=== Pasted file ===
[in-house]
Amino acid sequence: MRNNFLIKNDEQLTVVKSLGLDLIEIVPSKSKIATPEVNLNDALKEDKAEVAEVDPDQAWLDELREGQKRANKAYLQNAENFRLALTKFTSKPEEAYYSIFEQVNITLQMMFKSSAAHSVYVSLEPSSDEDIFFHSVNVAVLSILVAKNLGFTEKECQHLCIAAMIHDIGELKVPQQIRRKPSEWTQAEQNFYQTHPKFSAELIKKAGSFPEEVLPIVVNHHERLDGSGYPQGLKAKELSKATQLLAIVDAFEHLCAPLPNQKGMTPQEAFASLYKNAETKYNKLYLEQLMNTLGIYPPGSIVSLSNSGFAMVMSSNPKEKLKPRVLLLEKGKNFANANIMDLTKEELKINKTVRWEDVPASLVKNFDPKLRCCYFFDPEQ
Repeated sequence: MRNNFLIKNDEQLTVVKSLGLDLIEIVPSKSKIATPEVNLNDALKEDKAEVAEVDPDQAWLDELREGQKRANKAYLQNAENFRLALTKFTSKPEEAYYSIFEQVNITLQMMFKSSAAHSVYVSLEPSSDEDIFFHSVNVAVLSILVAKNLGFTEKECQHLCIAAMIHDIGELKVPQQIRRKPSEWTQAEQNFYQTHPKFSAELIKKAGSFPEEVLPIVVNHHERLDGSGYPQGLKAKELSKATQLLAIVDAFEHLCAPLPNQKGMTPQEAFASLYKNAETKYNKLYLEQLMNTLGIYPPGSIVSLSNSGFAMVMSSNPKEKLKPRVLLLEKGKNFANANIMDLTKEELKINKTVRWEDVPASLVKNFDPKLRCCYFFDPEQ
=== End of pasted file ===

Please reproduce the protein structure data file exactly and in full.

[in-house]
Amino acid sequence: MRNNFLIKNDEQLTVVKSLGLDLIEIVPSKSKIATPEVNLNDALKEDKAEVAEVDPDQAWLDELREGQKRANKAYLQNAENFRLALTKFTSKPEEAYYSIFEQVNITLQMMFKSSAAHSVYVSLEPSSDEDIFFHSVNVAVLSILVAKNLGFTEKECQHLCIAAMIHDIGELKVPQQIRRKPSEWTQAEQNFYQTHPKFSAELIKKAGSFPEEVLPIVVNHHERLDGSGYPQGLKAKELSKATQLLAIVDAFEHLCAPLPNQKGMTPQEAFASLYKNAETKYNKLYLEQLMNTLGIYPPGSIVSLSNSGFAMVMSSNPKEKLKPRVLLLEKGKNFANANIMDLTKEELKINKTVRWEDVPASLVKNFDPKLRCCYFFDPEQ
Repeated sequence: MRNNFLIKNDEQLTVVKSLGLDLIEIVPSKSKIATPEVNLNDALKEDKAEVAEVDPDQAWLDELREGQKRANKAYLQNAENFRLALTKFTSKPEEAYYSIFEQVNITLQMMFKSSAAHSVYVSLEPSSDEDIFFHSVNVAVLSILVAKNLGFTEKECQHLCIAAMIHDIGELKVPQQIRRKPSEWTQAEQNFYQTHPKFSAELIKKAGSFPEEVLPIVVNHHERLDGSGYPQGLKAKELSKATQLLAIVDAFEHLCAPLPNQKGMTPQEAFASLYKNAETKYNKLYLEQLMNTLGIYPPGSIVSLSNSGFAMVMSSNPKEKLKPRVLLLEKGKNFANANIMDLTKEELKINKTVRWEDVPASLVKNFDPKLRCCYFFDPEQ